Last Updated on November 25, 2020

Most women desire the same type of body. They want to be lean but not too skinny. They want to have some muscle definition, particularly in their arms, stomach, and legs. And they want to have a bubble butt that fills their jeans. And, amen! I’m all for that. To achieve this physique, the average woman needs to lose fat and add some muscle. Just losing the fat wouldn’t be enough as most women lack the muscle that gives an athletic look (leaving them with the common skinny-fat body type).


What is the best way to achieve these goals?

Conventional “wisdom” has women grinding away on the treadmill every day and working out with three-pound dumbbells. I’ve yet to see a woman achieve a fitness model physique by doing that. Achieving a lean, athletic look takes nothing more than having a good amount of muscle and low body fat percentage. Reducing body fat percentage is mainly a function of diet, but what’s the best way to build muscle?

Lifting weights, of course. And you’re probably not surprised that I recommend heavyweights. I can already hear you disagree. Women shouldn’t lift heavy weights because they don’t want to get bulky, right? Wrong. It’s incredibly difficult for a woman to ever reach the point of looking bulky, regardless of how hard or often she trains. The hormone that most directly regulates muscle growth is testosterone, and an average woman’s testosterone levels are a mere 5–10% of an average man’s.

In one study, post-exercise testosterone levels were 45 times higher in men than in women. This isn’t surprising when you consider that research has shown that resistance training doesn’t even increase testosterone levels in women—only growth hormone, estradiol (a type of estrogen), and cortisol.
If you’re a woman, I PROMISE you that you will never wake up one day disgusted with your bulky physique if you lift heavy weights (heavy for YOU, but light for weightlifting guys) and stay lean. Getting to the point of having large, protruding muscles is a very gradual, grueling process that you would have to consciously work at every day, and it would take years.


If you’re a woman and you’re still not quite sold on weightlifting yet, these health benefits of building your muscles, as discussed in a study conducted by the University of Texas, will change your mind::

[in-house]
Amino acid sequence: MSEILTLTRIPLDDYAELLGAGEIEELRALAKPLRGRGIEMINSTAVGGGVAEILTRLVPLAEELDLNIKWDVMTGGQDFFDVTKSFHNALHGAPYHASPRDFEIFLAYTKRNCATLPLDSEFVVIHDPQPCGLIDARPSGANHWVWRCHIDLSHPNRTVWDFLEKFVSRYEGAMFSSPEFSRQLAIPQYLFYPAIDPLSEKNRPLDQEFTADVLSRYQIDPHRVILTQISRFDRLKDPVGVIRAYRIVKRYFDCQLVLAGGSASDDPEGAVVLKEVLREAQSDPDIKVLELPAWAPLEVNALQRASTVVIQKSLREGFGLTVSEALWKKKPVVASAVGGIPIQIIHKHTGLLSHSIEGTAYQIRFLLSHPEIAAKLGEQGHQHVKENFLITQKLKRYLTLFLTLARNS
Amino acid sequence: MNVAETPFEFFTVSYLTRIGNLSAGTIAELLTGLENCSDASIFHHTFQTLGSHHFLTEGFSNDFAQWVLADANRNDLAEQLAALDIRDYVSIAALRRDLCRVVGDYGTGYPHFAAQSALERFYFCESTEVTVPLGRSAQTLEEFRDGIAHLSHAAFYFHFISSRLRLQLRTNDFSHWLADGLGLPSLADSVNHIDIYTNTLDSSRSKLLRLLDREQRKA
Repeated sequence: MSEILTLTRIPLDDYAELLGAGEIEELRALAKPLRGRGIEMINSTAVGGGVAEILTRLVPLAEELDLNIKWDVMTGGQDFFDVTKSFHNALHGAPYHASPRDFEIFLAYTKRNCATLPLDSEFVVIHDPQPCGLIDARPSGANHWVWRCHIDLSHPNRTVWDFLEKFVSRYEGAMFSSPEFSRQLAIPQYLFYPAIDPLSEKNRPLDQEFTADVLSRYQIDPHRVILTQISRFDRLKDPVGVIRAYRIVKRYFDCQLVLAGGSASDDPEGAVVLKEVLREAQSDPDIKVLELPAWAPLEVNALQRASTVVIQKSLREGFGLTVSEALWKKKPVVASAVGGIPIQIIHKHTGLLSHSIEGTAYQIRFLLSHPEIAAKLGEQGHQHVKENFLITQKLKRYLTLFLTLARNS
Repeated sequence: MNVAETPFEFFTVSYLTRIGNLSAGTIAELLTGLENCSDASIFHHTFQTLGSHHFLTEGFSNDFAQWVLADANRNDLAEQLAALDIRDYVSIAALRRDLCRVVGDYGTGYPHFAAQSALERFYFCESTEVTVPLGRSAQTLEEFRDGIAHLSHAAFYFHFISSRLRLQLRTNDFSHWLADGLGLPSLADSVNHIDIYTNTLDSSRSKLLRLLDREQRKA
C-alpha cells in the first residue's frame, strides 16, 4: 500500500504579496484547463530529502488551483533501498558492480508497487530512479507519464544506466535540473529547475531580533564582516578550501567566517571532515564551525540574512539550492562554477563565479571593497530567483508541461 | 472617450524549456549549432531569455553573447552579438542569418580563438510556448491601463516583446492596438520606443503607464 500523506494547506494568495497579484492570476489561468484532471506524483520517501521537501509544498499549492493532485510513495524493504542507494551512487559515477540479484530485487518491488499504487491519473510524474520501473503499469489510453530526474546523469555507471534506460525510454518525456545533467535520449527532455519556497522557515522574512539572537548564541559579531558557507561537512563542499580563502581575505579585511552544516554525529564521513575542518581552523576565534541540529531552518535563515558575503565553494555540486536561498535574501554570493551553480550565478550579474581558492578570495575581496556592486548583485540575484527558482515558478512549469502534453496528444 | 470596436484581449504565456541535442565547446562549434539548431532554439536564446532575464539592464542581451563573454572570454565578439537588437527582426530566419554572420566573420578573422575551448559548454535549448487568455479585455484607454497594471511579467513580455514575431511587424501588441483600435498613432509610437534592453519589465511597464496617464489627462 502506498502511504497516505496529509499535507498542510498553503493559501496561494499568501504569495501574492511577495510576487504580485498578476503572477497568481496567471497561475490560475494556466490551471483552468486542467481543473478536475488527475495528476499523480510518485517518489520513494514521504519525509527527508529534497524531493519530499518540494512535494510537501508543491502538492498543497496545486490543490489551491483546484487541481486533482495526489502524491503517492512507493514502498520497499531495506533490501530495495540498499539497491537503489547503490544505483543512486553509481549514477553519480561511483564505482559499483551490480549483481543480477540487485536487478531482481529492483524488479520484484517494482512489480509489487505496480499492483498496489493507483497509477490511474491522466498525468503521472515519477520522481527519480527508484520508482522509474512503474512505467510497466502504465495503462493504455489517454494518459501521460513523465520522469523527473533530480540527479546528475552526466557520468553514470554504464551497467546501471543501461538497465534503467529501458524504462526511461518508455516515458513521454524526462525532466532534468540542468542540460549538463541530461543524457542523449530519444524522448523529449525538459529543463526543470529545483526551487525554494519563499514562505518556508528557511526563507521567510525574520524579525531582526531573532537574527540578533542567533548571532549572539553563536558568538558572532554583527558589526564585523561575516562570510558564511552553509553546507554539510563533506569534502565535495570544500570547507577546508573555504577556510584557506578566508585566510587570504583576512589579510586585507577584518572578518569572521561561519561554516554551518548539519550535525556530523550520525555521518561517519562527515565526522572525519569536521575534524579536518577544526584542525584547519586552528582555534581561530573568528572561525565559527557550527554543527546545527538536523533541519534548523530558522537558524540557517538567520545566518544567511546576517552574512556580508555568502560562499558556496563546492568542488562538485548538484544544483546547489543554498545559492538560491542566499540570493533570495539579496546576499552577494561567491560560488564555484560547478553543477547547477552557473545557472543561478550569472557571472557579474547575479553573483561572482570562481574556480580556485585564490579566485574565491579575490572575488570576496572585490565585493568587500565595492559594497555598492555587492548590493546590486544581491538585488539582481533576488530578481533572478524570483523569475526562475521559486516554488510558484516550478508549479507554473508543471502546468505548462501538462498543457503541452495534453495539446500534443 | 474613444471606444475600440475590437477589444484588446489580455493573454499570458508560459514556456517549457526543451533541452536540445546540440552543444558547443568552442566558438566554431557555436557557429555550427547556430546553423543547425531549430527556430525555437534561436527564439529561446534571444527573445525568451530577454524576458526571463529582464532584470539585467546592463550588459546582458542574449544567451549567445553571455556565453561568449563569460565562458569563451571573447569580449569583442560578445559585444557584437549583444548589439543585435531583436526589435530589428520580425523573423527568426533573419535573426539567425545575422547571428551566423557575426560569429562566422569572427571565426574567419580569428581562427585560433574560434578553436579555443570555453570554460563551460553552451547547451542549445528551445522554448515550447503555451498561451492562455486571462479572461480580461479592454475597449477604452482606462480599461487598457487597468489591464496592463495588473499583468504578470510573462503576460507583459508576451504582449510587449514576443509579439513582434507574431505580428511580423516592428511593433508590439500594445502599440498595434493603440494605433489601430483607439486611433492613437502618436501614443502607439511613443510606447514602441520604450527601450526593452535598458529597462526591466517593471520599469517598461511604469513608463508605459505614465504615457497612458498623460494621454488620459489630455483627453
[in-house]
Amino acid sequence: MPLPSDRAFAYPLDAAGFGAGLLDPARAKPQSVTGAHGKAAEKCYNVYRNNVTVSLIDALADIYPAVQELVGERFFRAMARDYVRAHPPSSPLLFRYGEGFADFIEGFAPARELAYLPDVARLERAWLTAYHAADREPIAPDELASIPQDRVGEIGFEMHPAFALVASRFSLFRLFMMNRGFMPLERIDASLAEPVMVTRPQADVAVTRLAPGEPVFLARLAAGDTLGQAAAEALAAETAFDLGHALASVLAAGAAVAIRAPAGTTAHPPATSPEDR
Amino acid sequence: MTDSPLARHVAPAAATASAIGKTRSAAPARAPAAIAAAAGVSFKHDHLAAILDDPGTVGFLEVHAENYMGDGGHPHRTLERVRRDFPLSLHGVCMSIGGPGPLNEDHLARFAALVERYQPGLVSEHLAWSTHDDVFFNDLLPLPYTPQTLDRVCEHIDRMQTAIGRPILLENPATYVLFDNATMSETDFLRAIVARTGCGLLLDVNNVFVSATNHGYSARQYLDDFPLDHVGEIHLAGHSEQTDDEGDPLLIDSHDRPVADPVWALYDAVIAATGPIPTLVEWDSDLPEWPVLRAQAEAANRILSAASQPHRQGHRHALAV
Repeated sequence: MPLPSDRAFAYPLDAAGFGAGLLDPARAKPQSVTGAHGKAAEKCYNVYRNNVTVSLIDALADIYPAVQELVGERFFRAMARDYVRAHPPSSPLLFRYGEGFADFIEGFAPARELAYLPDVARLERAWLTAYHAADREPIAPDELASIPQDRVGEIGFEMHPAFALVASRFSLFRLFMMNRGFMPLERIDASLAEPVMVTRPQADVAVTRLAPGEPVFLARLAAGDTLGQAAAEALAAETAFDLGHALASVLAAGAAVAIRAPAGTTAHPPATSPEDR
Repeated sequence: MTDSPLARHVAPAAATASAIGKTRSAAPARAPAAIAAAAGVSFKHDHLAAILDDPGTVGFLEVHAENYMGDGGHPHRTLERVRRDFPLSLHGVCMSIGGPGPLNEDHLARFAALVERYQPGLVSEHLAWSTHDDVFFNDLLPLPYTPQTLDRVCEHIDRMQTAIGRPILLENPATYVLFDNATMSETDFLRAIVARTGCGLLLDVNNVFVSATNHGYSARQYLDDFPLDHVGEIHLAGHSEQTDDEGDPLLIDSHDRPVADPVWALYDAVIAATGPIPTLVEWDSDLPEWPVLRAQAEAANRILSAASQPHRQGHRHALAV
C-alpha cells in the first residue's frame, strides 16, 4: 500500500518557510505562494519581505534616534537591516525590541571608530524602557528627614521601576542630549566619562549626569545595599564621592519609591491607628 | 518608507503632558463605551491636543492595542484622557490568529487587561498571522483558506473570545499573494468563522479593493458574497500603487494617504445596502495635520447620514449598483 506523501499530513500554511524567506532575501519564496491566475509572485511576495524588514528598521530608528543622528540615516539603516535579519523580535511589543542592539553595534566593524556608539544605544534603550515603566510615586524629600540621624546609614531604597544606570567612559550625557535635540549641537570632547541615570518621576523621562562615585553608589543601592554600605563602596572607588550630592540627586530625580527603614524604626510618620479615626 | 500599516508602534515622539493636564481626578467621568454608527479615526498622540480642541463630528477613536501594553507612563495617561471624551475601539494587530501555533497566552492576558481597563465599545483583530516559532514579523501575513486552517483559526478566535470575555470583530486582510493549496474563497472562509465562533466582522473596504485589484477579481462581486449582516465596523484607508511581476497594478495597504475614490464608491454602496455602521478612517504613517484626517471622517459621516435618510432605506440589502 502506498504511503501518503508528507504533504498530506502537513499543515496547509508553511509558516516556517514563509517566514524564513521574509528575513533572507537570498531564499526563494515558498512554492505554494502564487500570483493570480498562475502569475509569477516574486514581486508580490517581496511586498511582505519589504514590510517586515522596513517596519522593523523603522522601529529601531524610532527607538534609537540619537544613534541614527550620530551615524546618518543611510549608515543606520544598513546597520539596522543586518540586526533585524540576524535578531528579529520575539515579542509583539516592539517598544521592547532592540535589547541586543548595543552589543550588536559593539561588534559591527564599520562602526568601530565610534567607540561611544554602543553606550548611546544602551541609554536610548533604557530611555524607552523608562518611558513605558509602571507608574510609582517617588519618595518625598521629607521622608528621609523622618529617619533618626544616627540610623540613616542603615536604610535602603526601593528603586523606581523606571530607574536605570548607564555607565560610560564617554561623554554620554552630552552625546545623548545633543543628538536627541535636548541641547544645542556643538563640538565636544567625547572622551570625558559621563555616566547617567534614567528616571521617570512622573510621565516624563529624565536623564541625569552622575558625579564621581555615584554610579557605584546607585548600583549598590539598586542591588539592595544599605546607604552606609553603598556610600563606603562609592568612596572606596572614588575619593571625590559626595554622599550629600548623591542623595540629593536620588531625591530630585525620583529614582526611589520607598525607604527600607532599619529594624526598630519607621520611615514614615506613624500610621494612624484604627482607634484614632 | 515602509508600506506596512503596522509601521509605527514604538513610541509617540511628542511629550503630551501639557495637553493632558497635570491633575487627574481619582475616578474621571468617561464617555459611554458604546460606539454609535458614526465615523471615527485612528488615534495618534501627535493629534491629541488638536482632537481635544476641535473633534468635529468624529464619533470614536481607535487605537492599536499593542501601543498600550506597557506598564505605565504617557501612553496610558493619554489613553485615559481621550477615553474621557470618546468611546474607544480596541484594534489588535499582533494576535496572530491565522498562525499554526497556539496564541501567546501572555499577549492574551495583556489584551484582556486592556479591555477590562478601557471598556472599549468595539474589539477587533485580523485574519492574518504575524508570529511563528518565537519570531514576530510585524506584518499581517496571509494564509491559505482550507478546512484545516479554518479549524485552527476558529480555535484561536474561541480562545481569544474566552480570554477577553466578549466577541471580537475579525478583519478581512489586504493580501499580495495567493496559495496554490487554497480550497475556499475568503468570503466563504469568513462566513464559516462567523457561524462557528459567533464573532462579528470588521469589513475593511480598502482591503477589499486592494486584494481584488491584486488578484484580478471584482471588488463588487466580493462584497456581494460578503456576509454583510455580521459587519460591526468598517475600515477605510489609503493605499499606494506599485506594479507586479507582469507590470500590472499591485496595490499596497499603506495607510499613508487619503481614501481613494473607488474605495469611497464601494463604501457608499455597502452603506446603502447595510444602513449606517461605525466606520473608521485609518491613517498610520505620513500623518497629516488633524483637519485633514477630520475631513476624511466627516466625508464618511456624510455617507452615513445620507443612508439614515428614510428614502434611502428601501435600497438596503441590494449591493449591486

• Your chances of developing diseases like diabetes, metabolic syndrome, and cancer are significantly reduced.
  • Your bones become stronger.
  • Your metabolism speeds up because muscle, even when idle, burns energy. This makes it easier to stay lean.
  • Your life expectancy increases.
  • Your immune system becomes stronger.

And what about your physique? Well, gaining muscle does wonders for that too. Strong, well-developed muscles are what give women the curves they love. Nothing improves your image more in and out of your clothes than lean, defined muscles. If all that isn’t enough, then you should also know that maintaining a strong, well-muscled body helps you age better.

Research has shown that greater muscle mass percentage in older women is associated with better mobility, lower body weight, and lower body fat levels. Now, what qualifies as heavy weight for a woman?
The weight that is heavy enough to limit you to 8–10 repetitions. Lifting heavy weights (relative to your strength, of course) is just the fastest way to change your physique.

If you’re a woman and you want to be toned, sexy legs and around, tight butt, then you can’t beat an intense workout of “boy exercises” such as barbell squats, Romanian deadlifts, and barbell lunges.
If you want sleek, defined arms, the quickest way to get there is by going heavy on exercises like dumbbell curls, straight-bar curls, and EZ-bar curls. Women, it’s time to put down the pink play weights and get sexy by lifting with the guys! (They’ll find it pretty hot, too.)

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